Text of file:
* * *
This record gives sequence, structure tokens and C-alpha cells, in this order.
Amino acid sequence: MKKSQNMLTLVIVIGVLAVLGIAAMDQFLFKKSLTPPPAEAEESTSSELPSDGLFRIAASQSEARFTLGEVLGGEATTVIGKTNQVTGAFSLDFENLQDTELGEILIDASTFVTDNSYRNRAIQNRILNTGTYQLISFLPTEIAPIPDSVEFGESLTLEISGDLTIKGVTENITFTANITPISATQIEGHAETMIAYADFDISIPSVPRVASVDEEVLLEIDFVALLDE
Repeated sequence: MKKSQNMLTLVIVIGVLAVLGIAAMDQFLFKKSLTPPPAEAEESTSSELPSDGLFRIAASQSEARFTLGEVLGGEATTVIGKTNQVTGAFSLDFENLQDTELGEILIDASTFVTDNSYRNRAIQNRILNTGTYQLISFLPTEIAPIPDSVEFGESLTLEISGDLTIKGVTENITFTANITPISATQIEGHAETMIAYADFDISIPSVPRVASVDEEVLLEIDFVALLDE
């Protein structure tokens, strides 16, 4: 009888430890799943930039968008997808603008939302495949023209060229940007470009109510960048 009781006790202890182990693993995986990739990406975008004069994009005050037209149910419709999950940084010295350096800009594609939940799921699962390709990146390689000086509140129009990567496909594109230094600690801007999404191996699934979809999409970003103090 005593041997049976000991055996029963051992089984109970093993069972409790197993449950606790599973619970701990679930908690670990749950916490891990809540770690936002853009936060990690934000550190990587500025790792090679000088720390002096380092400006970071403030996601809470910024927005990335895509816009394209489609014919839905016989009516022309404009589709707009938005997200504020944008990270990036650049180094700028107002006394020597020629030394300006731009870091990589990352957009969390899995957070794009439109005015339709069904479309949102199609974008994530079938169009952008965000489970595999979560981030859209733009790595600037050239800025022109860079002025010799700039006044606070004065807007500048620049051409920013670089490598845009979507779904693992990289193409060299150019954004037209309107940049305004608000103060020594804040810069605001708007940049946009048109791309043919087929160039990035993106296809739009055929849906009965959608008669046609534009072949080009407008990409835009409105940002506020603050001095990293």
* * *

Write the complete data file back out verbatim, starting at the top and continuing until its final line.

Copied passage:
This record gives sequence, structure tokens and C-alpha cells, in this order.
Amino acid sequence: MKKSQNMLTLVIVIGVLAVLGIAAMDQFLFKKSLTPPPAEAEESTSSELPSDGLFRIAASQSEARFTLGEVLGGEATTVIGKTNQVTGAFSLDFENLQDTELGEILIDASTFVTDNSYRNRAIQNRILNTGTYQLISFLPTEIAPIPDSVEFGESLTLEISGDLTIKGVTENITFTANITPISATQIEGHAETMIAYADFDISIPSVPRVASVDEEVLLEIDFVALLDE
Repeated sequence: MKKSQNMLTLVIVIGVLAVLGIAAMDQFLFKKSLTPPPAEAEESTSSELPSDGLFRIAASQSEARFTLGEVLGGEATTVIGKTNQVTGAFSLDFENLQDTELGEILIDASTFVTDNSYRNRAIQNRILNTGTYQLISFLPTEIAPIPDSVEFGESLTLEISGDLTIKGVTENITFTANITPISATQIEGHAETMIAYADFDISIPSVPRVASVDEEVLLEIDFVALLDE
């Protein structure tokens, strides 16, 4: 009888430890799943930039968008997808603008939302495949023209060229940007470009109510960048 009781006790202890182990693993995986990739990406975008004069994009005050037209149910419709999950940084010295350096800009594609939940799921699962390709990146390689000086509140129009990567496909594109230094600690801007999404191996699934979809999409970003103090 005593041997049976000991055996029963051992089984109970093993069972409790197993449950606790599973619970701990679930908690670990749950916490891990809540770690936002853009936060990690934000550190990587500025790792090679000088720390002096380092400006970071403030996601809470910024927005990335895509816009394209489609014919839905016989009516022309404009589709707009938005997200504020944008990270990036650049180094700028107002006394020597020629030394300006731009870091990589990352957009969390899995957070794009439109005015339709069904479309949102199609974008994530079938169009952008965000489970595999979560981030859209733009790595600037050239800025022109860079002025010799700039006044606070004065807007500048620049051409920013670089490598845009979507779904693992990289193409060299150019954004037209309107940049305004608000103060020594804040810069605001708007940049946009048109791309043919087929160039990035993106296809739009055929849906009965959608008669046609534009072949080009407008990409835009409105940002506020603050001095990293």